That old expression “if you don’t use it, you lose it” is true! Regular physical activity is an important part of aging well. Activity helps to prevent, delay or improve chronic disease. In fact, a recent report by the World Health Organization found that even brain health is improved and the risk of dementia decreased through regular exercise and other healthy habits.
Increased activity has a positive impact on your quality of life. It can improve your mood, decreasing feelings of depression, stress and anxiety. People who are active show a higher level of overall functional health. This includes lower fall risk, improved cognitive function as well as reduced risk of moderate to severe functional limitations.
Despite the benefits of exercise, however, 31 million adults age 50 or older are inactive, according to the Centers for Disease Control (CDC), contributing to low energy, not feeling well, and worsening chronic health problems.
How can this be changed? Make a commitment to yourself – get moving at a level you can tolerate and realize the benefits of more regular physical activity. A total of 150 minutes of activity is recommended per week, and this can be broken down into small increments, spaced out over the entire week. Levels of activity should be adjusted for those individuals with disabilities.
Different Types of Exercise
Exercise consists of aerobic, strength, balance and flexibility:
- Aerobic exercise results in an increase in your breathing and heart rate, building energy and endurance.
- Strengthening exercise helps to build muscle
- Balance exercise decreases fall risk, which in turn prevents fractures.
- Flexibility exercises result in improved range of motion of joints and mobility.
Before any exercise, it is important to warm up and after activity, cool down. Start and end with a slower pace or lower intensity. This helps to prevent injury and muscle fatigue. The warm up and cool down time can be counted into your total activity time.
Walking is a great form of aerobic activity. You just need a good pair of tie shoes and a safe place to walk. Walking indoors at a mall or a store are good options. You can even walk around your house or use a stationary bike or a treadmill. Other examples of aerobic activity are dancing, swimming and aerobic classes in the pool or gym.
These activities should be part of your fitness routine at least twice a week. Include all of the major muscle groups:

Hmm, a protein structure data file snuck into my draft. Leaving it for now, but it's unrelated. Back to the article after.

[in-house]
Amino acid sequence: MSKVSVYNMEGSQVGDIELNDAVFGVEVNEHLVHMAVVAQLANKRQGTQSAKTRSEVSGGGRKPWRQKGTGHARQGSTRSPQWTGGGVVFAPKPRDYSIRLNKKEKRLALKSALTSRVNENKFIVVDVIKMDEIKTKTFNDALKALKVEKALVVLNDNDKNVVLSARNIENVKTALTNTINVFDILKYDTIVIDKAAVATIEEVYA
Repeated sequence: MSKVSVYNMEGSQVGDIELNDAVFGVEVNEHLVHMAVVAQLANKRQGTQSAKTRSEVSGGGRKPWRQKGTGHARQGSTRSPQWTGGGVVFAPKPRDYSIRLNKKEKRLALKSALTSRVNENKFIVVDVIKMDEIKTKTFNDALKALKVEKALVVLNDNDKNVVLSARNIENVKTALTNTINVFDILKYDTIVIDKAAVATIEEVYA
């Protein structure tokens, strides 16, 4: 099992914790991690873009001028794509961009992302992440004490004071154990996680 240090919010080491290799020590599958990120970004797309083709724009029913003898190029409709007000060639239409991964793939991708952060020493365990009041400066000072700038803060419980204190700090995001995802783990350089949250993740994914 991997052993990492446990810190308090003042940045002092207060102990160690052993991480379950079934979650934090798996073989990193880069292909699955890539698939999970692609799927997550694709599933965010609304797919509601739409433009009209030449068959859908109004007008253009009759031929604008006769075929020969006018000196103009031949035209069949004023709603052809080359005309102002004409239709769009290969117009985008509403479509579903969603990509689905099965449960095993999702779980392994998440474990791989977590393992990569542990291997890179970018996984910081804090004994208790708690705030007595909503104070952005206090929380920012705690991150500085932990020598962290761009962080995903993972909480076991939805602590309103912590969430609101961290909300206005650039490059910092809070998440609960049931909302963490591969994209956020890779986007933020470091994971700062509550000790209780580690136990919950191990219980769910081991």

Doing repetitions of the exercises facilitates muscle building. One set of 8 to 12 repetitions is beneficial, but if you are able to do two to three sets, that is even more effective.
Examples of muscle strengthening activities include exercises using bands, weight machines and hand-held weights. Callisthenic exercise such as jumping jacks, sit ups, push-ups are all good options. Gardening and carrying groceries even count as aerobic exercise as well as some forms of yoga and tai chi.
Working on balance is very important for the older adult, especially for those at higher risk for falling. Balance training is recommended at least three days a week. Some examples of exercise for this include: walking backward and sideways, heel/toe walking as well as getting up out of a stationary chair.
Stretching exercises are an integral part of physical fitness, and needed to participate in other forms of activity. Stretching exercises should include the neck, shoulders/arms, chest, back, thighs, hamstrings and calves. Restorative Yoga classes can help to increase flexibility, as well as heal from injuries.
Incentives to Exercise!
Good news for Seniors! Many Medicare plans offer incentives to keep fit, including Silver Sneakers and other similar programs that pay for gym memberships and classes! Check with your Part B provider or your Medicare Advantage Plan to see what is covered.
It may take some effort to get moving, but you’ll be glad you did. Any increase in your level of activity will be beneficial for you physically and mentally. Remember to check with your healthcare provider before embarking on a new level of activity. They can help to guide you on your journey to better health.
Article by Elizabeth Allen, Nurse Practitioner, AgeWell Medical Associates